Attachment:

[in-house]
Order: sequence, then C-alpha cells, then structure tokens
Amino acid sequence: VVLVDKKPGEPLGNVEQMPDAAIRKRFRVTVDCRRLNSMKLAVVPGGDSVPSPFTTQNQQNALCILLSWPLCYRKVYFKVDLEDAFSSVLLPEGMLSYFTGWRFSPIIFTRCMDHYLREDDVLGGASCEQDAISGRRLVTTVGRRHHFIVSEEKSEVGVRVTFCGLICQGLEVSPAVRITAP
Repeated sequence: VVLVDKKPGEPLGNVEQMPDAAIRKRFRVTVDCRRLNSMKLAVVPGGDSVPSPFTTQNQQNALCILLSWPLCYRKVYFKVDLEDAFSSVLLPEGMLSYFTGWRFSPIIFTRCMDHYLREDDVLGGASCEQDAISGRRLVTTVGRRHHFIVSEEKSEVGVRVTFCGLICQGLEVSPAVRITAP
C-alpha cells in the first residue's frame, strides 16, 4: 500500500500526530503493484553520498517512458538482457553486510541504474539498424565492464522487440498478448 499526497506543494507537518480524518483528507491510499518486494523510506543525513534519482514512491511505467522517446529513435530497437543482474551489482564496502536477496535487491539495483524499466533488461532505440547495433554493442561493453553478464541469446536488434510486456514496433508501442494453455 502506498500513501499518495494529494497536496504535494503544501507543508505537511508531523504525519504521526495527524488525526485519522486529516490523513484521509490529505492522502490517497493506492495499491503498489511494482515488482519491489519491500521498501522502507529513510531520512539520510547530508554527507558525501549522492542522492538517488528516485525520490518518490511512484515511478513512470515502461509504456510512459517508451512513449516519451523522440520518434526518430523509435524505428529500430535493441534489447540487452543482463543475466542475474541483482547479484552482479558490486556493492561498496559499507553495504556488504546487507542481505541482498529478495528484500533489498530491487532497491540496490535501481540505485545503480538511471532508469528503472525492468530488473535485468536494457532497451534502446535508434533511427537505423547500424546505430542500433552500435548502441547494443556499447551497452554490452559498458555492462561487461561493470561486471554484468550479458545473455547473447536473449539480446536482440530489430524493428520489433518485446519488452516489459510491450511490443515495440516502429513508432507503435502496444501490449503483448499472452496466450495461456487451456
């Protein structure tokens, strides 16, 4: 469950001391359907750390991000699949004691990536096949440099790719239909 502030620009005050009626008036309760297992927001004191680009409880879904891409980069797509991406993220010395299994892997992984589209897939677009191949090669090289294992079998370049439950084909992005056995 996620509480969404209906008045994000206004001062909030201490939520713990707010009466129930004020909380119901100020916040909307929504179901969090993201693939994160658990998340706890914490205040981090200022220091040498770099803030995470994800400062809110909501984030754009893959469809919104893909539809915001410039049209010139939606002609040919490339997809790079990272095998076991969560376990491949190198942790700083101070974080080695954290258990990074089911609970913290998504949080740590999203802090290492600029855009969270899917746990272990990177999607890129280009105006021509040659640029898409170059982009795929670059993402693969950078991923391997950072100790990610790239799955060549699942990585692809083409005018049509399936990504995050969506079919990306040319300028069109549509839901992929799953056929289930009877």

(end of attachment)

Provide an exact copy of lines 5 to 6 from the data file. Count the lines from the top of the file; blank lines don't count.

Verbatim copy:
C-alpha cells in the first residue's frame, strides 16, 4: 500500500500526530503493484553520498517512458538482457553486510541504474539498424565492464522487440498478448 499526497506543494507537518480524518483528507491510499518486494523510506543525513534519482514512491511505467522517446529513435530497437543482474551489482564496502536477496535487491539495483524499466533488461532505440547495433554493442561493453553478464541469446536488434510486456514496433508501442494453455 502506498500513501499518495494529494497536496504535494503544501507543508505537511508531523504525519504521526495527524488525526485519522486529516490523513484521509490529505492522502490517497493506492495499491503498489511494482515488482519491489519491500521498501522502507529513510531520512539520510547530508554527507558525501549522492542522492538517488528516485525520490518518490511512484515511478513512470515502461509504456510512459517508451512513449516519451523522440520518434526518430523509435524505428529500430535493441534489447540487452543482463543475466542475474541483482547479484552482479558490486556493492561498496559499507553495504556488504546487507542481505541482498529478495528484500533489498530491487532497491540496490535501481540505485545503480538511471532508469528503472525492468530488473535485468536494457532497451534502446535508434533511427537505423547500424546505430542500433552500435548502441547494443556499447551497452554490452559498458555492462561487461561493470561486471554484468550479458545473455547473447536473449539480446536482440530489430524493428520489433518485446519488452516489459510491450511490443515495440516502429513508432507503435502496444501490449503483448499472452496466450495461456487451456
């Protein structure tokens, strides 16, 4: 469950001391359907750390991000699949004691990536096949440099790719239909 502030620009005050009626008036309760297992927001004191680009409880879904891409980069797509991406993220010395299994892997992984589209897939677009191949090669090289294992079998370049439950084909992005056995 996620509480969404209906008045994000206004001062909030201490939520713990707010009466129930004020909380119901100020916040909307929504179901969090993201693939994160658990998340706890914490205040981090200022220091040498770099803030995470994800400062809110909501984030754009893959469809919104893909539809915001410039049209010139939606002609040919490339997809790079990272095998076991969560376990491949190198942790700083101070974080080695954290258990990074089911609970913290998504949080740590999203802090290492600029855009969270899917746990272990990177999607890129280009105006021509040659640029898409170059982009795929670059993402693969950078991923391997950072100790990610790239799955060549699942990585692809083409005018049509399936990504995050969506079919990306040319300028069109549509839901992929799953056929289930009877």